2. When Saturday Comes

You know who Jeff Saturday is. A legend. He seems like a nice guy and he’s handled himself really well throughout his career.

You know what he shouldn’t be at this stage in his career? A Pro-Bowler. The Packers thought as much since they benched him because he gets next to nothing going in the run game. He still gets the job done on his heels in pass protection, but in a stacked NFC he had no right being the choice. I mean John Sullivan is the best center in football but won’t be at the Pro Bowl. Will Montgomery has developed into a top tier player and won’t be going to the Pro Bowl. Both Brian De La Puente and Jonathan Goodwin open up running lanes for their backs and won’t be going to the Pro Bowl.

There should be a common sense veto somewhere so that stuff like this doesn’t happen.

1.  AFC Safeties

And so we come to the most ridiculous selection, because at one position they’ve managed to mess up three picks so very, very badly.

Jets fans will tell you LaRon Landry is one of the Top 5 safeties in the league. We’ll respectfully disagree because for all the big hits there are some bad angles, missed tackles, and a lot of plays made after the offense has essentially won the play.

That, incredibly, is the best choice of the three. I’ve watched Eric Berry regain some form recently, but who didn’t see him getting abused by tight ends earlier in the year? And who thinks Ed Reed has anything remotely close to one of his better years? He’s gone on a missed-tackle spree and isn’t the playmaker he once was, gambling too much in coverage and getting exposed on more than one occasion.

What makes it so bad is that the AFC was loaded with excellent safety play. Eric Weddle is the most complete safety in the game, Jairus Byrd the best cover safety, and Reshad Jones a huge playmaker. If you’re looking for some leadership, then how about Ryan Clark, and if you want a heavy hitter in the box, T.J. Ward is your guy.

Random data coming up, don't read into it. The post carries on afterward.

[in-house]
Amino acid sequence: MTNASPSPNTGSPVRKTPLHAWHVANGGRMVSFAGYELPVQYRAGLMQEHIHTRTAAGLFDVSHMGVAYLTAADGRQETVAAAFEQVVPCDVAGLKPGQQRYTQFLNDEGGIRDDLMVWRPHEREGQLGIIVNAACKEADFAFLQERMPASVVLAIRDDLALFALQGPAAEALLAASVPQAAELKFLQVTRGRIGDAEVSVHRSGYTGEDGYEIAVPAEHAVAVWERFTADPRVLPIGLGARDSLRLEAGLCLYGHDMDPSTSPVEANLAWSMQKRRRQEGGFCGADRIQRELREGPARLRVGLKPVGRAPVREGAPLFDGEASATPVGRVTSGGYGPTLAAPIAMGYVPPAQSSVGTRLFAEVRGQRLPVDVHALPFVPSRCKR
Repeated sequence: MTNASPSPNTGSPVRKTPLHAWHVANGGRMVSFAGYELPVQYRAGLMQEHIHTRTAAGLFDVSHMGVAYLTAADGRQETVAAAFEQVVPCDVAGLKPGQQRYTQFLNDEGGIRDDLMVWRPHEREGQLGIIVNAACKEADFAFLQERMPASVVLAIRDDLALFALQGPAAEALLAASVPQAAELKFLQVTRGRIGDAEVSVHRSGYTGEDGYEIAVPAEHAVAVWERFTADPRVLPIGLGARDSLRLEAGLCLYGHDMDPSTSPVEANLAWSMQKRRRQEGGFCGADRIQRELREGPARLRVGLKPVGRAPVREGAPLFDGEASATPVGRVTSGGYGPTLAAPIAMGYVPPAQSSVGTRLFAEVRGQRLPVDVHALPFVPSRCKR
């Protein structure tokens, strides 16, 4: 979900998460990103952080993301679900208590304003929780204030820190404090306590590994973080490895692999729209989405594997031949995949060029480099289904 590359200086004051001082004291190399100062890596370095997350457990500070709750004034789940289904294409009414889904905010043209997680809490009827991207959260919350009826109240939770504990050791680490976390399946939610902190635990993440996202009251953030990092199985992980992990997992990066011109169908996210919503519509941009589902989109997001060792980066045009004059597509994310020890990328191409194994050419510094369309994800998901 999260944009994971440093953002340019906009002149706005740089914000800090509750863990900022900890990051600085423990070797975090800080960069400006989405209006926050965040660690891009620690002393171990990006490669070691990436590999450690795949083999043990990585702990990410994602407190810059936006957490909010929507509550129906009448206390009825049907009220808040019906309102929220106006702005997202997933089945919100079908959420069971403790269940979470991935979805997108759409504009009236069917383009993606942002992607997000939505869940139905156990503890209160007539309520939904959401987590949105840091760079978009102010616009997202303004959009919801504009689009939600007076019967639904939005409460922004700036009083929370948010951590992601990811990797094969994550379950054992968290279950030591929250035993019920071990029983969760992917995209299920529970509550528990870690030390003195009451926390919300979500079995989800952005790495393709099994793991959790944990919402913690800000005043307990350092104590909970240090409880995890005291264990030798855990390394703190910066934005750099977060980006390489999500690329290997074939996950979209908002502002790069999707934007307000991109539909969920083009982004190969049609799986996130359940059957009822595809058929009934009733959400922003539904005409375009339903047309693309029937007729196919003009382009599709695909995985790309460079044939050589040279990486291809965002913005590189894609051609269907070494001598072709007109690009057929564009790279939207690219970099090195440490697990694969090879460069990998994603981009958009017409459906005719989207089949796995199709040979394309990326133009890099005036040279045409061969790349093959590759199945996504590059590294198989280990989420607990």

The bottom line is: the AFC had seven of our Top 10-ranked safeties and none of them made it to the Pro Bowl.



Follow Khaled on Twitter: @PFF_Khaled




  • Napoleonbernier

    I wonder about the general idea of criteria when it comes to sports awards such as the Pro Bowl or the MLB All-Star Game. Are we supposed to be voting for the best player this year at a given position, or rather who we feel is the best player based on his performance over a specific period of time? Say, for the sake of argument, that QB Joe Blow had a bit of a down year, but for the last 3 years he has been the best QB in the league. Arguably, he still is–he probably comes back next year and returns as the best. But is that how we choose a Pro Bowl selection? Or is this year’s performance the overriding consideration? Criteria is the real problem here. Right now, the Pro Bowl allows you to make up whatever criteria makes you happy. Do you like Mark Sanchez hair? Maybe he should be in the Pro Bowl.

  • Hesnotthatbad

    Its no secret y’all at PFF haven’t been impressed with either Elvis Dumervil or Derek Wolfe this season. But this article on how the two are used by Jack Del Rio may help put them in a more positive light.

  • Joketastic

    You guys missed the obvious “always voted in” choice… Champ Bailey. He’s simply not that good, and that was on display Saturday when he got repeatedly torched by Torrey Smith.